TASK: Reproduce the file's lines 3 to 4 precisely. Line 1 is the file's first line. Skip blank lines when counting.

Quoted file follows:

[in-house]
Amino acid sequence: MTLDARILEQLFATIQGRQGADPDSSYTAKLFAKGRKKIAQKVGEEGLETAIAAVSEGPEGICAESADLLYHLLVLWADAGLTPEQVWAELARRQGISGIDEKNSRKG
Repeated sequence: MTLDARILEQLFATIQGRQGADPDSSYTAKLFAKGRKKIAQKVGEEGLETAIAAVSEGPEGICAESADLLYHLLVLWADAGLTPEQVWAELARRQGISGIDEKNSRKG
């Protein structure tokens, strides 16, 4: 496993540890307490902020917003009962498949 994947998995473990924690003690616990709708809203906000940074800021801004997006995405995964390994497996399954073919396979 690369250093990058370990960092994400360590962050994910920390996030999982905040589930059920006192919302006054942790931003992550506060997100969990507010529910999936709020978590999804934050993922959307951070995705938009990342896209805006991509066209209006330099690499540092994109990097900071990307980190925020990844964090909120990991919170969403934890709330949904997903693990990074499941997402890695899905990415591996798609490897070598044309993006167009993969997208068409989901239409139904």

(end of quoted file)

Repeated sequence: MTLDARILEQLFATIQGRQGADPDSSYTAKLFAKGRKKIAQKVGEEGLETAIAAVSEGPEGICAESADLLYHLLVLWADAGLTPEQVWAELARRQGISGIDEKNSRKG
């Protein structure tokens, strides 16, 4: 496993540890307490902020917003009962498949 994947998995473990924690003690616990709708809203906000940074800021801004997006995405995964390994497996399954073919396979 690369250093990058370990960092994400360590962050994910920390996030999982905040589930059920006192919302006054942790931003992550506060997100969990507010529910999936709020978590999804934050993922959307951070995705938009990342896209805006991509066209209006330099690499540092994109990097900071990307980190925020990844964090909120990991919170969403934890709330949904997903693990990074499941997402890695899905990415591996798609490897070598044309993006167009993969997208068409989901239409139904």